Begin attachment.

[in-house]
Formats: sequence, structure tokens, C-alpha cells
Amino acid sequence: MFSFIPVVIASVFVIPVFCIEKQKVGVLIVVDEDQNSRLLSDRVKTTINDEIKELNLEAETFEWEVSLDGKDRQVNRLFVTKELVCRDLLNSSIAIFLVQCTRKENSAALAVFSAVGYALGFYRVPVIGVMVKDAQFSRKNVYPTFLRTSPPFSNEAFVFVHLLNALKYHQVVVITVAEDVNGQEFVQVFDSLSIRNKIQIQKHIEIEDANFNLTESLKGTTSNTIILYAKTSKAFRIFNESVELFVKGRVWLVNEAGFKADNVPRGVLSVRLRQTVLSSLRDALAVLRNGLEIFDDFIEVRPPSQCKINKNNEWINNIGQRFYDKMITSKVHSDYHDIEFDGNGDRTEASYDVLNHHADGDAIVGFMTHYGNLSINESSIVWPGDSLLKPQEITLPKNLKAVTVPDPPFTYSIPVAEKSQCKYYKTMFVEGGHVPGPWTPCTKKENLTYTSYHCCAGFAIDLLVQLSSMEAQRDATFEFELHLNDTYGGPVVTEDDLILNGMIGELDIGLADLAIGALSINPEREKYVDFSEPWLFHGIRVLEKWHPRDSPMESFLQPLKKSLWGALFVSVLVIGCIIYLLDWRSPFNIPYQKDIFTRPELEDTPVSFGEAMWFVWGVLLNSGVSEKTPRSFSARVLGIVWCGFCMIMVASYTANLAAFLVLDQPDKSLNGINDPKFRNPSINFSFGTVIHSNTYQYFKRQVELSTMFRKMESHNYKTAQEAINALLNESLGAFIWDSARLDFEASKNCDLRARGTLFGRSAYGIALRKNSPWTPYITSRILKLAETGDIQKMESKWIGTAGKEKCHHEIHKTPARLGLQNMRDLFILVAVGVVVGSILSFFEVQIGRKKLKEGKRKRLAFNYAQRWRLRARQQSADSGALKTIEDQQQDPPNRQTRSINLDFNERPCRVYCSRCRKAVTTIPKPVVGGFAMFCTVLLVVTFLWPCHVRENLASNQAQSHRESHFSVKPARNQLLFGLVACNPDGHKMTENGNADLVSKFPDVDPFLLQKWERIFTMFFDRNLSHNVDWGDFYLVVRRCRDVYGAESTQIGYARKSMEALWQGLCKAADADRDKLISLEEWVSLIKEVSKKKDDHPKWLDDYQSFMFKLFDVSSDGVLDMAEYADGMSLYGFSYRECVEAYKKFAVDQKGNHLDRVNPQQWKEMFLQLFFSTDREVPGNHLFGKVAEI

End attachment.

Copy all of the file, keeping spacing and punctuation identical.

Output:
[in-house]
Formats: sequence, structure tokens, C-alpha cells
Amino acid sequence: MFSFIPVVIASVFVIPVFCIEKQKVGVLIVVDEDQNSRLLSDRVKTTINDEIKELNLEAETFEWEVSLDGKDRQVNRLFVTKELVCRDLLNSSIAIFLVQCTRKENSAALAVFSAVGYALGFYRVPVIGVMVKDAQFSRKNVYPTFLRTSPPFSNEAFVFVHLLNALKYHQVVVITVAEDVNGQEFVQVFDSLSIRNKIQIQKHIEIEDANFNLTESLKGTTSNTIILYAKTSKAFRIFNESVELFVKGRVWLVNEAGFKADNVPRGVLSVRLRQTVLSSLRDALAVLRNGLEIFDDFIEVRPPSQCKINKNNEWINNIGQRFYDKMITSKVHSDYHDIEFDGNGDRTEASYDVLNHHADGDAIVGFMTHYGNLSINESSIVWPGDSLLKPQEITLPKNLKAVTVPDPPFTYSIPVAEKSQCKYYKTMFVEGGHVPGPWTPCTKKENLTYTSYHCCAGFAIDLLVQLSSMEAQRDATFEFELHLNDTYGGPVVTEDDLILNGMIGELDIGLADLAIGALSINPEREKYVDFSEPWLFHGIRVLEKWHPRDSPMESFLQPLKKSLWGALFVSVLVIGCIIYLLDWRSPFNIPYQKDIFTRPELEDTPVSFGEAMWFVWGVLLNSGVSEKTPRSFSARVLGIVWCGFCMIMVASYTANLAAFLVLDQPDKSLNGINDPKFRNPSINFSFGTVIHSNTYQYFKRQVELSTMFRKMESHNYKTAQEAINALLNESLGAFIWDSARLDFEASKNCDLRARGTLFGRSAYGIALRKNSPWTPYITSRILKLAETGDIQKMESKWIGTAGKEKCHHEIHKTPARLGLQNMRDLFILVAVGVVVGSILSFFEVQIGRKKLKEGKRKRLAFNYAQRWRLRARQQSADSGALKTIEDQQQDPPNRQTRSINLDFNERPCRVYCSRCRKAVTTIPKPVVGGFAMFCTVLLVVTFLWPCHVRENLASNQAQSHRESHFSVKPARNQLLFGLVACNPDGHKMTENGNADLVSKFPDVDPFLLQKWERIFTMFFDRNLSHNVDWGDFYLVVRRCRDVYGAESTQIGYARKSMEALWQGLCKAADADRDKLISLEEWVSLIKEVSKKKDDHPKWLDDYQSFMFKLFDVSSDGVLDMAEYADGMSLYGFSYRECVEAYKKFAVDQKGNHLDRVNPQQWKEMFLQLFFSTDREVPGNHLFGKVAEI